By Ed N. (Ed_N) (pluto.cds1.net - 216.174.197.132) on Sunday, November 03, 2002 - 10:37 pm:

Scott: unfortunately, they didn't indicate precisely where Foukes saw Z walk up that flight of stairs, just that it was close to "Citizen Q's" place. I suspect it was on the same block, and it was certainly on the same side of the street; I shall have to check it out next time I'm in SF (soon, hopefully).

You are correct, however, Q is quite possibly one of the worst suspects ever identified in this case, and I had eliminated him almost as soon as I discovered him; call it a gut feeling, but I never could believe he was Z, despite all the coincidences. Rodelli thought differently, and kept pursuing the investigation, which is cool, but I don't think he ever considered the possibility that Q wasn't Z. That might explain his quiet disappearance after Primetime Live.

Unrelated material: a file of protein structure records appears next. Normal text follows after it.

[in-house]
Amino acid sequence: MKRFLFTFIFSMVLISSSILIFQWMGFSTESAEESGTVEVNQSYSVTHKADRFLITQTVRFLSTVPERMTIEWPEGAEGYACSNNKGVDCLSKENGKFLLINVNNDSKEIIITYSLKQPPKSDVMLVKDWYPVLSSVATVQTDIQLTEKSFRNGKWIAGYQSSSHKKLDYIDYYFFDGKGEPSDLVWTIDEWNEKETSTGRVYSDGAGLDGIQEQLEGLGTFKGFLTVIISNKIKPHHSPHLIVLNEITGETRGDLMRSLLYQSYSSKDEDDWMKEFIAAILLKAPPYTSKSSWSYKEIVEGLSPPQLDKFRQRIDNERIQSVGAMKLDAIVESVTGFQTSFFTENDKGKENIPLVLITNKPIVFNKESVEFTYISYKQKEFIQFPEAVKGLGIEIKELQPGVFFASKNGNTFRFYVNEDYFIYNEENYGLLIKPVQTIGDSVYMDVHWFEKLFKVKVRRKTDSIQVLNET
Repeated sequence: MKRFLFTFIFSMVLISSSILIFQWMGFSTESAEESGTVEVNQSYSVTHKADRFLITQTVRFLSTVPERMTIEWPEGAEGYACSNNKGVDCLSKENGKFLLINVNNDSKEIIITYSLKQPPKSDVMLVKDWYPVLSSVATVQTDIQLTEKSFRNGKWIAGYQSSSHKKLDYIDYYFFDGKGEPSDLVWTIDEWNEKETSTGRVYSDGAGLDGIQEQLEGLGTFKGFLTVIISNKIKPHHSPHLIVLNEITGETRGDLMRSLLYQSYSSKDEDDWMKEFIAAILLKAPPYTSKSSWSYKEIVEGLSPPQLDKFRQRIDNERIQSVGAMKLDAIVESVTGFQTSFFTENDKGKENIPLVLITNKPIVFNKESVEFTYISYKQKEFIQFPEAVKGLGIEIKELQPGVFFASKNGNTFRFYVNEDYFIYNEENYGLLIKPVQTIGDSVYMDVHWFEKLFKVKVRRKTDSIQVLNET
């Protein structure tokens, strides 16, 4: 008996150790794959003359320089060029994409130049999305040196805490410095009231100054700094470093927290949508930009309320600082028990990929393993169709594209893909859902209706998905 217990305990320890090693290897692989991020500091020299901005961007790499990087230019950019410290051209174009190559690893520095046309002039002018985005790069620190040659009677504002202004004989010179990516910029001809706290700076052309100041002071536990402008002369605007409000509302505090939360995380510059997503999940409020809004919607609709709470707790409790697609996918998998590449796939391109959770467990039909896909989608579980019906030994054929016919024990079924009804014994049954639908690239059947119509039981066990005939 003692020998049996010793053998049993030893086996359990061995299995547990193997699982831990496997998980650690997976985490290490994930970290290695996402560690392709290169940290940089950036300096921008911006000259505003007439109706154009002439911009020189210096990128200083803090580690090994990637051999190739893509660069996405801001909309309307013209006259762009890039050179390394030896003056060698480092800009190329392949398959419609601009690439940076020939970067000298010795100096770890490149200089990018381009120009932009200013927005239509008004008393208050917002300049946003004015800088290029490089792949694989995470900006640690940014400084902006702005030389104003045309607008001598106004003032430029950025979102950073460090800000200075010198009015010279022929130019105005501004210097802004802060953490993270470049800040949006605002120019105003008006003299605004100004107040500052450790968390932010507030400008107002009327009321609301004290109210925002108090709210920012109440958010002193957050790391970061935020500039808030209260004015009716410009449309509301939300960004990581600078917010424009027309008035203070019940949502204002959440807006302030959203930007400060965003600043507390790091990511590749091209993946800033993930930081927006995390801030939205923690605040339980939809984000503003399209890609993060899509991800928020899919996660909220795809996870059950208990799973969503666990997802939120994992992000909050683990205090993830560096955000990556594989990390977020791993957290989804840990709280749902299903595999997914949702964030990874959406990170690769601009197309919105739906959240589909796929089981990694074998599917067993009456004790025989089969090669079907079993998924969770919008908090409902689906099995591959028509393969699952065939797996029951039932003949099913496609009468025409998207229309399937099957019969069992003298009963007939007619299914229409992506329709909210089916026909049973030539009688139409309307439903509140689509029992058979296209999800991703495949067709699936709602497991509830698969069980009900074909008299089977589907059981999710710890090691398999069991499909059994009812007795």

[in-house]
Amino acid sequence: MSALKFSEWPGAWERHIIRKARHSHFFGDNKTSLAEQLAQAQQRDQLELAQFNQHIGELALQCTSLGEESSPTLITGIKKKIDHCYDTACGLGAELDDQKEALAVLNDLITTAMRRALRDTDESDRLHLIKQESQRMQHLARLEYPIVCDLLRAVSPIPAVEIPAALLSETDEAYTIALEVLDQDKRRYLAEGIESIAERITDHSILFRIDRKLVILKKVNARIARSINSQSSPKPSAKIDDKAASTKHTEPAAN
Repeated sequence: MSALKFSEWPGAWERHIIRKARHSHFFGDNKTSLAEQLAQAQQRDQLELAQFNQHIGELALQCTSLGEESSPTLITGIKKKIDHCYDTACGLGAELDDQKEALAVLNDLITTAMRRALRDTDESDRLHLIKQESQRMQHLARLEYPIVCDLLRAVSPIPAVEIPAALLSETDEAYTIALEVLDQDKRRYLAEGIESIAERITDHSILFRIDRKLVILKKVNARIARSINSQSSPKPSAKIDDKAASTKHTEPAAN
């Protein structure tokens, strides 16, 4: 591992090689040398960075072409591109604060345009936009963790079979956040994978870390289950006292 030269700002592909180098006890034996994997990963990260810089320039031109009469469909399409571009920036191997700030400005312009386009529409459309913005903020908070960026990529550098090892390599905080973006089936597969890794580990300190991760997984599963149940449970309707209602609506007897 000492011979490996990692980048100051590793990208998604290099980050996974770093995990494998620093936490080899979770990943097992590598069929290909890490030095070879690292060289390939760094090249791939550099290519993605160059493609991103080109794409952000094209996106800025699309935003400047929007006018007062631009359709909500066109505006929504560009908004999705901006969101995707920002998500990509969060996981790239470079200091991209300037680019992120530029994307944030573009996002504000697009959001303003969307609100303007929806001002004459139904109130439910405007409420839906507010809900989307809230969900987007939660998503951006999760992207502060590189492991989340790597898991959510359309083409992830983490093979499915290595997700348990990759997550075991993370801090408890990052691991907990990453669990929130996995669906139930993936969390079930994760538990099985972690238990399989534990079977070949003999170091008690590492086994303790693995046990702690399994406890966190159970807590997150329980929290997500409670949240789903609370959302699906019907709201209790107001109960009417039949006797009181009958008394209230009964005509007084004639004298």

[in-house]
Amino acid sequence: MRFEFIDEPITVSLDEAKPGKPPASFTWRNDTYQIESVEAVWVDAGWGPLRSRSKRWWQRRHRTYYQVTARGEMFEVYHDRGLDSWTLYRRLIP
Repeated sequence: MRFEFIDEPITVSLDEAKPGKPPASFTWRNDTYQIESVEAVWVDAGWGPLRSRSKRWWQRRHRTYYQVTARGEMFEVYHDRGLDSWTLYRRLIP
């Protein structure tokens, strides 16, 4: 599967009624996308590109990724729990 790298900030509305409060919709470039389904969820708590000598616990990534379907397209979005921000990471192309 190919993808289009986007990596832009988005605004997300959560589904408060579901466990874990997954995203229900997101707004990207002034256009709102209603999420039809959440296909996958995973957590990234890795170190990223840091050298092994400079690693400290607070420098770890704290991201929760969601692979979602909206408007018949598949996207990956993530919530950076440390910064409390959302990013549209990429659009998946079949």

By Sandy (Sandy) (12-233-103-176.client.attbi.com - 12.233.103.176) on Monday, November 04, 2002 - 10:53 am:

Ed, It is my understsnding that contamination will not change the blood type. Please correct me if I am wrong. This is why I thought the jury on the OJ trial didn't listen to the evidence,and gave this jerk a get out of jail card. Anyone know if the Z blood type is A pos.? Just a hunch.Have they checked to see if it is Hispanic, Jewish, Asian, Russian ? Has John Walsh given the blood letter's for comparison ? That could prove interesting.

By Howard Davis (Howard) (dsl-gte-19167.linkline.com - 64.30.222.109) on Monday, November 04, 2002 - 10:20 pm:

The Riverside DNA and the stamps on the '67 note and the flaps on the Confession letter should be compared to the S.F. Z sample.
Any so called copycat missive should be tested as well.
The Tahoe cards stamp should be compared with them and the Lass family Christmas card as mentioned in my post.
I still wish the Halloween card KJ told me she received was available for testing!Drats.It could be in the pile of letters at the S.F.Chronicle archives.
She was firm when she told us she mailed the card to Avery.

By Gregusjay (Gregusjay) (12-234-233-242.client.attbi.com - 12.234.233.242) on Saturday, November 09, 2002 - 09:07 am: